Producers, both large and small, face similar regulatory and commercial challenges to getting the infrastructure they need in the Appalachian Basin for egress, according to a panel of executives who spoke at Platts’ Appalachian Oil and Gas Conference in Pittsburgh on Monday.
Andrew Winkle, vice president for the Marcellus for Norway’s Statoil ASA, said the company was skeptical about the Marcellus at first, but entered the play in 2008 and now holds about 760,000 net acres.
“From the beginning, nobody expected the Marcellus to grow like it has; it’s just been exceptional,” Winkle said. “When we were out actually looking for egress opportunities, we actually had to persuade and use our credit lines and history as a company to push people to accept that this is going to happen. That reality is here now, but it’s behind where we are with production.”
Winkle said interstate pipelines were a key part to the puzzle, and he said Statoil was looking at ways to interconnect with them better, and to possibly help accelerate the process of having the pipelines become bi-directional, thereby bringing more supplies to the Gulf Coast.
“If we continue to increase [production], one thing is going to happen: the price is going to go down and production will stop,” Winkle said. “The opportunity is there to produce a lot more gas, the [Appalachian] basin has a lot more capacity to do so. But until those new egress opportunities come out, we’re going to see a leveling off until the egress opportunities catch up with production.”
Bryan Moody, vice president for business development at Eclipse Resources I LP, concurred. Eclipse holds 90,000 net acres in the core Utica fairway.
“We’re much smaller, so we have to look at egress as how can we secure that to some degree,” Moody said. “We hire consultants to give us advice on the marketing piece. Interestingly, they don’t feel that getting out of the Utica specifically is going to be that big of a problem. We as a company feel otherwise, and are looking to secure firm [capacity] on any interstate pipe that can get us out of the area.
“Most of those [pipelines] don’t get you to the marketplace, so you have to take out from another pipe to get to market. We are moving quickly to ensure that we can flow our gas, and try to do it for less than a dollar negative on Henry Hub. Being a small company, that’s the way we look at our economics. We’re going to get dinged pretty hard, whereas Statoil and Range [Resources Corp.], maybe not; maybe they can do some bigger things. As a smaller company, our concern is residue gas and ethane and we’re trying to take steps to make sure that we have somewhat decent pricing.”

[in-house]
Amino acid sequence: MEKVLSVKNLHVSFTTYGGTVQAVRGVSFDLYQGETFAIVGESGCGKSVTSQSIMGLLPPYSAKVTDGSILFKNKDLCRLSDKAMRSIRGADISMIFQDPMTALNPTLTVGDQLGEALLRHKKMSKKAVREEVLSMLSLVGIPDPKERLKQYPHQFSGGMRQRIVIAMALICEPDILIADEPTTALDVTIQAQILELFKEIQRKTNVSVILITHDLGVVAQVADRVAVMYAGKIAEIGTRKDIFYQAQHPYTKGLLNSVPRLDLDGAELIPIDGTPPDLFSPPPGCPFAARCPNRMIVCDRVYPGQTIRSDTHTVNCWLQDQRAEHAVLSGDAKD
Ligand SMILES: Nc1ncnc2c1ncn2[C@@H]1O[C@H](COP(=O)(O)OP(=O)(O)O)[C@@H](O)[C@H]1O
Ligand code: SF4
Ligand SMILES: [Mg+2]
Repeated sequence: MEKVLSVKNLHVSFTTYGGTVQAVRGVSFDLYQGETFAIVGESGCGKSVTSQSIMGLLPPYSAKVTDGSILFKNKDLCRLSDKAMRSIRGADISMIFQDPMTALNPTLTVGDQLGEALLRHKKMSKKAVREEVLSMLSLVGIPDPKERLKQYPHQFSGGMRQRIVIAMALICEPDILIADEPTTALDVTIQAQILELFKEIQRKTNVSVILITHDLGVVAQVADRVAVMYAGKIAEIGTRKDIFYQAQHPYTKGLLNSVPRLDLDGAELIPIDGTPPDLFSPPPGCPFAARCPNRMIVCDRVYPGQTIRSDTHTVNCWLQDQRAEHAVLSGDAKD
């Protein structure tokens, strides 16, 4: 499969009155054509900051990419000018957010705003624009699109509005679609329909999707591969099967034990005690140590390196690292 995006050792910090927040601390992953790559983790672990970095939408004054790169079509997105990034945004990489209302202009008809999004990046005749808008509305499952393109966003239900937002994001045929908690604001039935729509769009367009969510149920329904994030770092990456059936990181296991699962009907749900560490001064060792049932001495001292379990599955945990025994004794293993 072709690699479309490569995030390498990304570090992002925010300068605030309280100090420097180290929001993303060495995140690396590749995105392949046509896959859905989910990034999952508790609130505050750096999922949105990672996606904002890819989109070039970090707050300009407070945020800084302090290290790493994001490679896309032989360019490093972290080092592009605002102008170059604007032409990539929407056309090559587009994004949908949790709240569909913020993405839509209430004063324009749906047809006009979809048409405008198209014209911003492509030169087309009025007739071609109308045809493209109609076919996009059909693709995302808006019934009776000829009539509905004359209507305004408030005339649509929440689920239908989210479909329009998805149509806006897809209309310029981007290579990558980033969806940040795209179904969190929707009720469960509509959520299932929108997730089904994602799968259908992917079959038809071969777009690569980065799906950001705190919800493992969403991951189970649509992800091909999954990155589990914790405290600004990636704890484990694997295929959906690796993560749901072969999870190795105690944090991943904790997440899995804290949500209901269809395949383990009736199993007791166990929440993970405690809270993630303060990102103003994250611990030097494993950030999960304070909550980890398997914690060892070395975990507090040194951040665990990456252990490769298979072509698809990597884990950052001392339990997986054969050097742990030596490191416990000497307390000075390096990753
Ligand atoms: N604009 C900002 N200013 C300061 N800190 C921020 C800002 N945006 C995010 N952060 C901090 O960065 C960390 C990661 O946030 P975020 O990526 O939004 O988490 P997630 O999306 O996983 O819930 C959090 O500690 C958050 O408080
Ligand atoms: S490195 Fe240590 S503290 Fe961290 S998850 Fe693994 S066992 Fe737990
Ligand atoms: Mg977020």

John Applegath, Range vice president for the southern Marcellus, said the company had decided long ago not to be in the midstream.
“We’re pretty well tied at the hip to MarkWest, Superior, PVR, depending on where we are; they handle all of that,” Applegath said. “But part of it is working with them to make sure that we don’t drill on a pad or a location that they need for a compressor station or for a plant site, that we have development that syncs in with where they can get the right-of-way and where it makes sense.”
Applegath added that “overall, regulations put a constraint that have to be worked around. It’s just a matter of understanding what they are and working around it and figuring out the solution.” Case in point, the decision by MarkWest Energy Partners to build a natural gas processing complex in Majorsville, WV (see Shale Daily,Sept. 3).
During his opening remarks, Applegath said that in the long term, Marcellus development would be constrained by overall national demand and takeaway capacity.
“If somebody doesn’t burn the gas, eventually it doesn’t get produced,” Applegath said. “The industry could have the ability to produce 40 Bcf/d, and yet only 20 Bcf/d moves.
“Many of the main lines are looking at projects to make their compressor stations coming up from the Gulf Coast bi-directional. Some of them have said they’re going to do that next summer. We’ll see what happens on that, but [to] assure that flow happens, we’ve got to sign up for these pipeline projects and make sure that we can get access to markets. Hopefully those projects will stay up with the development. Some of the areas in the Marcellus that aren’t shaded ‘core’ but have already had well tests, those well tests are better than anything in the Barnett, Haynesville or any of the other gas plays. It’s just a matter of time before we see those spread out, given the right economics.”
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